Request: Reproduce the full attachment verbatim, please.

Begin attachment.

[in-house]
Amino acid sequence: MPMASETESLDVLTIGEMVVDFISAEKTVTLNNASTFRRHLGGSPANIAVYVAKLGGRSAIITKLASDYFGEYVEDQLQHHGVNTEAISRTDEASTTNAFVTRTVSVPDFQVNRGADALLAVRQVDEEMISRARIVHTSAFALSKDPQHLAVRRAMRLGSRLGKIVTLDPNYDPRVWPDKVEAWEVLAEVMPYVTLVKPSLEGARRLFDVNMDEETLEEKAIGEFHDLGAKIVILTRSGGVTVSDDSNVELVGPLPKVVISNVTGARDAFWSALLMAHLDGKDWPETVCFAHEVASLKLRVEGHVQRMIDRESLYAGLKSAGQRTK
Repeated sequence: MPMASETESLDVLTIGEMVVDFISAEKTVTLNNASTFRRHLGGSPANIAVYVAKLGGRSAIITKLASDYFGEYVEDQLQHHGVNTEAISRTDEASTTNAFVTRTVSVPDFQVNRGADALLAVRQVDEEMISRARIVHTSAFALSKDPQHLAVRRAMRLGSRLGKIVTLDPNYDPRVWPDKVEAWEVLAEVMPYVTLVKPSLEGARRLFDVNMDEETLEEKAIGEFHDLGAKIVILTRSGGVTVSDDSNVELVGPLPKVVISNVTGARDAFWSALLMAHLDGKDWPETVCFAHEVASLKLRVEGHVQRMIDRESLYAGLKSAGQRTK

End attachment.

[in-house]
Amino acid sequence: MPMASETESLDVLTIGEMVVDFISAEKTVTLNNASTFRRHLGGSPANIAVYVAKLGGRSAIITKLASDYFGEYVEDQLQHHGVNTEAISRTDEASTTNAFVTRTVSVPDFQVNRGADALLAVRQVDEEMISRARIVHTSAFALSKDPQHLAVRRAMRLGSRLGKIVTLDPNYDPRVWPDKVEAWEVLAEVMPYVTLVKPSLEGARRLFDVNMDEETLEEKAIGEFHDLGAKIVILTRSGGVTVSDDSNVELVGPLPKVVISNVTGARDAFWSALLMAHLDGKDWPETVCFAHEVASLKLRVEGHVQRMIDRESLYAGLKSAGQRTK
Repeated sequence: MPMASETESLDVLTIGEMVVDFISAEKTVTLNNASTFRRHLGGSPANIAVYVAKLGGRSAIITKLASDYFGEYVEDQLQHHGVNTEAISRTDEASTTNAFVTRTVSVPDFQVNRGADALLAVRQVDEEMISRARIVHTSAFALSKDPQHLAVRRAMRLGSRLGKIVTLDPNYDPRVWPDKVEAWEVLAEVMPYVTLVKPSLEGARRLFDVNMDEETLEEKAIGEFHDLGAKIVILTRSGGVTVSDDSNVELVGPLPKVVISNVTGARDAFWSALLMAHLDGKDWPETVCFAHEVASLKLRVEGHVQRMIDRESLYAGLKSAGQRTK